A substantial leap in Jacob’s artistry; extraordinary multitudes of hurt and relief are journeyed in his writing, navigating the spaces between grief and elation, and the strange semblances between solitude and community. Across its eleven tracks, his voice is a gossamer fabric delighting in the brightest language as he retraces every path walked in the harshest years of his life with a startling sincerity, looking each face of grief in the bloodshot eye. For the most part, he accepts it.
Recorded with his live band over the course of two visits to Eastbourne’s Echo Zoo Studios, a joy permeates each sonic corner of Holy Waters, the studio techniques more analogue and experimental than his previous work, but sounding fuller, richer, killing what ego was left in Puma Blue and paying their band-centric debts proudly. Inspired still by luminaries from Jeff Buckley to Björk, more important to Holy Waters was Portishead’s inexplicable marriage of a live band and production, and the improvisational work of Can and Hendrix. This is an album that can be devoured late at night with headphones as much as it can be blasted on the open road.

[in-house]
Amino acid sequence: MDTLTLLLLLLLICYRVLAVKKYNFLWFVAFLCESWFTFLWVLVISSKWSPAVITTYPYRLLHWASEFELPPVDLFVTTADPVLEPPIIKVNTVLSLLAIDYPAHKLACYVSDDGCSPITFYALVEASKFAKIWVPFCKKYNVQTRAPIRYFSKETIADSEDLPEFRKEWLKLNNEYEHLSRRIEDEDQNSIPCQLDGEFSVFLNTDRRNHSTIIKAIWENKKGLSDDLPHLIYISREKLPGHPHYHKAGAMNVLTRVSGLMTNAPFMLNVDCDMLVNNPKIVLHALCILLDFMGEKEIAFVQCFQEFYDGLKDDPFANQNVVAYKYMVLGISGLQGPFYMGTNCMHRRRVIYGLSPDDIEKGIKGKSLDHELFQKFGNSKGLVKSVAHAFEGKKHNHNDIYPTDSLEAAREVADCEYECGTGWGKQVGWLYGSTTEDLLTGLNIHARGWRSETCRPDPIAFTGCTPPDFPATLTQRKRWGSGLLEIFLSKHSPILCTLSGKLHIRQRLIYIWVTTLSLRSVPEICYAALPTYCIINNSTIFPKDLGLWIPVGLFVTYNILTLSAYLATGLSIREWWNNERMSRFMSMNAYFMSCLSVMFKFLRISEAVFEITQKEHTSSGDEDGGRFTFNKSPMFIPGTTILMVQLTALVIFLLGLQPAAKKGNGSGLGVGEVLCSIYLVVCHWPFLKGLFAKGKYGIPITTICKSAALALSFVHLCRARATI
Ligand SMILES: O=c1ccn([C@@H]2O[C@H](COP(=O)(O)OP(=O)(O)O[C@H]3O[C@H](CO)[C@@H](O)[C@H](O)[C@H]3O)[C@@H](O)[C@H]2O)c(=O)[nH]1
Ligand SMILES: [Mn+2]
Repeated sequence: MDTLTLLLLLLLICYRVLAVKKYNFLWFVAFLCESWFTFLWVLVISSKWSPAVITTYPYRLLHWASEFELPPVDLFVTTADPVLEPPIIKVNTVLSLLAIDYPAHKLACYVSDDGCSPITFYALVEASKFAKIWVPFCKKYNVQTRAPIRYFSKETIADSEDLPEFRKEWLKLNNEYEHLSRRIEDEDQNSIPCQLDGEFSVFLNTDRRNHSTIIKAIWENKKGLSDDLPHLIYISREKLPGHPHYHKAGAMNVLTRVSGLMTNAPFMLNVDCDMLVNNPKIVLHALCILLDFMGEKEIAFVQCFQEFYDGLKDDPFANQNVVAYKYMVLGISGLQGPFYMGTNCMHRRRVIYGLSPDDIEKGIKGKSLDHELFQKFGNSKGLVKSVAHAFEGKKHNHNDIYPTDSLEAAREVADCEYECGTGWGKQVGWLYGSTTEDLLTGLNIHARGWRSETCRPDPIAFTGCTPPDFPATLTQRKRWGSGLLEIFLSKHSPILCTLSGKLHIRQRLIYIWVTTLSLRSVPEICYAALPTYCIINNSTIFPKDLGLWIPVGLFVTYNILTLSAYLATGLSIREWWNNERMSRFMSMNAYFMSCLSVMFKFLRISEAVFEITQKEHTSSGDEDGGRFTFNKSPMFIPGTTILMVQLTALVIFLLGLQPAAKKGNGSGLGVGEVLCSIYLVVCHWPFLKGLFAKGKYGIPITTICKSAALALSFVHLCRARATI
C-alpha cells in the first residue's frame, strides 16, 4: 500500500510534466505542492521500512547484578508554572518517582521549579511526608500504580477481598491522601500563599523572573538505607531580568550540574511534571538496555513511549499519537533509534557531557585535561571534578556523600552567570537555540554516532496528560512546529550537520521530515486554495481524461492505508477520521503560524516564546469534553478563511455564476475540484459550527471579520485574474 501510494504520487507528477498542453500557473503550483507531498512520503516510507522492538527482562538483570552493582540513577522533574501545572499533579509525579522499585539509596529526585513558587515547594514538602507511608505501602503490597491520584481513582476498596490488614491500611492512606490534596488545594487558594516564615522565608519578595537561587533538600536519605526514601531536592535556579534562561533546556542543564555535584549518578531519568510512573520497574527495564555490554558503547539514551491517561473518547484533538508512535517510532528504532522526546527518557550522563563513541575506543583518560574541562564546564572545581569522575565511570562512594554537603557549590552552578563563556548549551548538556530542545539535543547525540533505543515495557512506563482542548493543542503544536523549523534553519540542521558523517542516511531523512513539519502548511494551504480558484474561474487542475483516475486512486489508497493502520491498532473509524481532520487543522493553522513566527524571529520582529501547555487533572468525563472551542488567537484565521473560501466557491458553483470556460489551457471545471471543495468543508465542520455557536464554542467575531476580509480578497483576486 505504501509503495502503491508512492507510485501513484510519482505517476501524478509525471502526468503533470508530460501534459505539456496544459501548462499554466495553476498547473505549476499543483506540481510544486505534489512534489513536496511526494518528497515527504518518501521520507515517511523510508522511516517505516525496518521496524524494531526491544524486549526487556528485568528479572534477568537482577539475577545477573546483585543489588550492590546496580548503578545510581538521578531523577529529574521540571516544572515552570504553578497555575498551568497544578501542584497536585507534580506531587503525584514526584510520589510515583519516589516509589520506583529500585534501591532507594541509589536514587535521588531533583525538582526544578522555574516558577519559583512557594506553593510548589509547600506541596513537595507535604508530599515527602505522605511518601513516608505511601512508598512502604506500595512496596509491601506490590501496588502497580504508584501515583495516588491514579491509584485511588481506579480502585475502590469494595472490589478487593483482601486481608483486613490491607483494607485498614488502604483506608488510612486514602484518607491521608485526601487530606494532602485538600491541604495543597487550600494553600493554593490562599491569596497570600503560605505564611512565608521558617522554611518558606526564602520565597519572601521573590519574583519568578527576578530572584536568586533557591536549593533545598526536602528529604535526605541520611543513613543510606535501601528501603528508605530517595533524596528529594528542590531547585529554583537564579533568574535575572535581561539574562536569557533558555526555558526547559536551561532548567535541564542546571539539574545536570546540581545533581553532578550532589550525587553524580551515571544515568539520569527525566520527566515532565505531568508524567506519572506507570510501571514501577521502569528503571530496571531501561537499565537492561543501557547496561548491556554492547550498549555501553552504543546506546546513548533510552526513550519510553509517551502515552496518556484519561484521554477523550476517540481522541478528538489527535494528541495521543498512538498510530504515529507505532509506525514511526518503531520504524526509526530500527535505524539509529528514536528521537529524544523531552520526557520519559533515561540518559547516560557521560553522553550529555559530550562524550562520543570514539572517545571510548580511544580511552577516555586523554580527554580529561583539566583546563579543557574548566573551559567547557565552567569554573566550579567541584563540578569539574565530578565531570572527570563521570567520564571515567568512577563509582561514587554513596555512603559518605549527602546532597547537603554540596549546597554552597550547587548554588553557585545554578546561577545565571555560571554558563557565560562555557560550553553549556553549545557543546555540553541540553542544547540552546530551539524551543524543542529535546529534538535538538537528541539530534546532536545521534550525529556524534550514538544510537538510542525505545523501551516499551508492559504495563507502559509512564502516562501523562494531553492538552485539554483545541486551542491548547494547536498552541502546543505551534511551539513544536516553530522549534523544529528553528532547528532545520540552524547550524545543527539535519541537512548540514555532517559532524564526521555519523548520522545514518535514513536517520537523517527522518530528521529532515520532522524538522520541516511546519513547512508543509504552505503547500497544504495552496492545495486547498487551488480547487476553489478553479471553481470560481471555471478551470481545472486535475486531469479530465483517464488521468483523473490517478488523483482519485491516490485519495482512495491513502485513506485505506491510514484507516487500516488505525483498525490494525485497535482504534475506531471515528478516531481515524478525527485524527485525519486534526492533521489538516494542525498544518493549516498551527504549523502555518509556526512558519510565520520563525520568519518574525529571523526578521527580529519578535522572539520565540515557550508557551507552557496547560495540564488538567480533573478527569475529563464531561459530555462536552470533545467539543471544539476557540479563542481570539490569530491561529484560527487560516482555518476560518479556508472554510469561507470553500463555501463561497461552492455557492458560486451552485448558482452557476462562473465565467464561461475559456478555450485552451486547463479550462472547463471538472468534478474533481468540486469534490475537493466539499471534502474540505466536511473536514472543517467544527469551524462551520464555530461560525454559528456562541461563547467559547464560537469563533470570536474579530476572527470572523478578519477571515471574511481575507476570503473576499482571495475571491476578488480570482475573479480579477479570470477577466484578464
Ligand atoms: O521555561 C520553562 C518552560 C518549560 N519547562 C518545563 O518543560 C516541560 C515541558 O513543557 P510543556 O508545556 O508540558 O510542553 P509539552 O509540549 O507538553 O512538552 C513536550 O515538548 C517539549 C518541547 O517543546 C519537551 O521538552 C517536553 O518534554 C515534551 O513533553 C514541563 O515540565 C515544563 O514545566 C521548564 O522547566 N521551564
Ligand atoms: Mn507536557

While Holy Waters might be his darkest work to date – even when compared to the moreish sadness flooding his breakthrough EPs Swum Baby (2017) and Blood Loss (2018) – it seems to find Puma Blue in a better place than ever. It’s as if death being the centrifuge to the album has made the beautiful moments that remain all the more beautiful; after all the sorrow and pain has passed, Holy Waters basks in them.
STAFF COMMENTSBarry says: Stripped back, perfectly poised beauty here from Puma Blue, revealing another layer of faultless craft with each subsequent listen. Rich melodies, jazzy syncopated percussion and glitched bass, soaring harmonies and perfect modern production.
1 Falling Down
3 O, The Blood!
5 Too Much, Too Much
7 Gates (Wait For Me)
8 Dream Of You
9 Holy Waters
11 Light Is Gone